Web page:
2. Behavioral Readiness—Do students exhibit the right behaviors and attitude toward education to increase their chances for success? ACT research suggests the combination of academic readiness (as measured by the ACT) and academic behaviors (as measured by ACT’s ENGAGE™ program) provides a stronger prediction of college and career performance and success than does academic readiness alone.
  3. Educational and Career Planning—Are students planning for and following a path to success in their education and career? ACT research shows that students who take challenging courses are much more likely than those who don’t to be ready for college and career. Proactive career assessment, exploration and planning activities encourage students to consider career options so they can plan their coursework accordingly.

“Assessing what students have learned so far is a vital element in helping them to improve, but college and career readiness is very complex,” said Erickson. “With more and more students across the country participating in testing, it’s important that test results are not overemphasized as a single answer to the readiness problem. We are committed to identifying the various factors that ensure success. The ACT is used for multiple goals and purposes beyond admissions and predicting college outcomes, such as course placement, counseling and accountability.”

Recommendations to Improve Readiness

The ACT report points to policies and practices that states, districts and schools can implement to systemically increase the percentage of their students who are ready for college-level work.

  • Early Monitoring and Intervention—In order for students to be ready for college and career when they graduate, their progress must be monitored closely. Deficiencies in foundational skills must be identified and remediated in upper elementary and middle school. In addition, age-appropriate career assessment, exploration and planning activities, when introduced early, can encourage students to consider and focus on personally relevant career options so they can plan and adjust their high school coursework accordingly.
  • Essential Standards—States’ education standards must prepare all students for the rigors of college or career training programs. With the adoption of the Common Core State Standards by 45 states and the District of Columbia, most states have taken that first step to ensuring that all students are ready for college or career. It is imperative that policymakers and practitioners continue this advancement by aligning all aspects of their systems to college and career readiness.
  • Common Expectations—All states should be aligning college and career readiness standards to a rigorous core curriculum for all high school students whether they are bound for college or work. The levels of expectation for college readiness and workforce training readiness should be comparable.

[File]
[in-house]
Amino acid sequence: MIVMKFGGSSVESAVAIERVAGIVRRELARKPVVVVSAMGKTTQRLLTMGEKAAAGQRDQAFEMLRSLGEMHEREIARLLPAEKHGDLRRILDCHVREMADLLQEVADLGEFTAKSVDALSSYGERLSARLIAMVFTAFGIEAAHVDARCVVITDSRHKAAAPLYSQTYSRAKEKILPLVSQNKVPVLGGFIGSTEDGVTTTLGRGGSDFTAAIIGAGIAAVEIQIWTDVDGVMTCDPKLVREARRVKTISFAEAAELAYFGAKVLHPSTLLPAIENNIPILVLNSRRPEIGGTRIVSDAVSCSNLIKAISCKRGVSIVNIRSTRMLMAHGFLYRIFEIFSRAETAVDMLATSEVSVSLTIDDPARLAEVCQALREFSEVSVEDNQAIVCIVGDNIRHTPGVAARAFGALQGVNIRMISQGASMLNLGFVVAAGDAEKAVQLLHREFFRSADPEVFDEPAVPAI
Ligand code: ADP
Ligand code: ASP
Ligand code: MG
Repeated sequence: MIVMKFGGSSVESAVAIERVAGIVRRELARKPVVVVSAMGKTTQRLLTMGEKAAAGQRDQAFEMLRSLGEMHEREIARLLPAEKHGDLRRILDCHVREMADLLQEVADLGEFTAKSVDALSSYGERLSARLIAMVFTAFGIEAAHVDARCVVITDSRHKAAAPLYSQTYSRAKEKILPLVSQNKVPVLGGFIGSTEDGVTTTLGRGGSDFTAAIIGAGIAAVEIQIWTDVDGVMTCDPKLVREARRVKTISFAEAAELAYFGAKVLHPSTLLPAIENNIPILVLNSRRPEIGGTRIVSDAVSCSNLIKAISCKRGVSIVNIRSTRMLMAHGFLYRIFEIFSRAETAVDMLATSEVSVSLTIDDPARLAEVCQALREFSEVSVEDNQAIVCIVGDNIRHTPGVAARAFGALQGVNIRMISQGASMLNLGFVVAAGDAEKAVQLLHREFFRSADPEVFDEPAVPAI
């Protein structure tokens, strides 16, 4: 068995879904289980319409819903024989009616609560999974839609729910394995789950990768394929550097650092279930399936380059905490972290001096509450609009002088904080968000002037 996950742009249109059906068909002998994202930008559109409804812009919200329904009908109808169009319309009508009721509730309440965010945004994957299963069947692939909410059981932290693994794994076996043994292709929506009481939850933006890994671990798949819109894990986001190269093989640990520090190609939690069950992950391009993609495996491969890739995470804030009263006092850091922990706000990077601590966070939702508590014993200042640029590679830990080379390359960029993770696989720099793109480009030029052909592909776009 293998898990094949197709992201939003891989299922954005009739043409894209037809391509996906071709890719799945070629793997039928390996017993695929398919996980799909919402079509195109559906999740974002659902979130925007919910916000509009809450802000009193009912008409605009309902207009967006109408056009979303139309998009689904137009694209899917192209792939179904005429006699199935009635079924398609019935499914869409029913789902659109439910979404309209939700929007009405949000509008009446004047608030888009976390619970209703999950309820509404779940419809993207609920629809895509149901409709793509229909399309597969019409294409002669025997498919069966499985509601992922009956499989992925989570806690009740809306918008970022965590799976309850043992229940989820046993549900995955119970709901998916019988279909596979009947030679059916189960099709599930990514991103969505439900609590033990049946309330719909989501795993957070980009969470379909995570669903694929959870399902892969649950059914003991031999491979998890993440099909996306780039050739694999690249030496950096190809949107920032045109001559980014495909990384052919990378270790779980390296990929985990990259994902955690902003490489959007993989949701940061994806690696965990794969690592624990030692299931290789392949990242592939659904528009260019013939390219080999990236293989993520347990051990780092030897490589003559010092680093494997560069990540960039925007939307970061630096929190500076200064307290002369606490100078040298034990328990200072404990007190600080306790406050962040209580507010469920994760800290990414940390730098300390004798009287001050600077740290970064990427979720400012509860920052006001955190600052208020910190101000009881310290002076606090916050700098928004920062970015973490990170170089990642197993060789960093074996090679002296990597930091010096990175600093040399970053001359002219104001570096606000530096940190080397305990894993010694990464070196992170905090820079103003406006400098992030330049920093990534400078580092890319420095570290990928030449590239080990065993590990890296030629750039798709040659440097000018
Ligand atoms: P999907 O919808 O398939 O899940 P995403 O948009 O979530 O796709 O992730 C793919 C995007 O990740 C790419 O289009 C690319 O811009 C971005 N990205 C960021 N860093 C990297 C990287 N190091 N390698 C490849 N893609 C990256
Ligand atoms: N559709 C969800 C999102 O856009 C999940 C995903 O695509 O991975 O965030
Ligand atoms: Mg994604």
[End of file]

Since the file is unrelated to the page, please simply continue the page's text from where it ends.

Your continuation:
• Clear Performance Standards—States must define “how good is good enough” for college and career readiness. In addition to a consistent, rigorous set of essential K-12 content standards, states must define performance standards so that students, parents and teachers know how well students must perform academically to have a reasonable chance of success at college or on the job.
  • Rigorous High School Courses—Having appropriate and aligned standards, coupled with a core curriculum, will adequately prepare high school students only if the courses are truly challenging. That is, taking the right kinds of courses matters more than taking the right number of courses. Students who take a rigorous core curriculum should be ready for credit-bearing first-year college courses without remediation.
  • Data-Driven Decisions—States have been hard at work in developing longitudinal P-16 data systems; this work must continue and, where possible, accelerate. States must develop systems that allow schools and districts to closely monitor student performance at every stage of the learning pipeline, from preschool through the elementary, middle and high school grades, all the way through college. Use of a longitudinal data system enables educators to identify students who are in need of academic interventions at an early stage, thus giving teachers and students more time to strengthen these skills before graduation.

“If states, districts and schools will follow these recommendations, our research shows that students will benefit,” said Erickson. “And when young people benefit, so does our entire country. ACT will continue working hard to help identify solutions to the problems that impact college and career readiness in the United States.”

The full national and state-specific ACT reports can be viewed and downloaded for free on ACT’s website.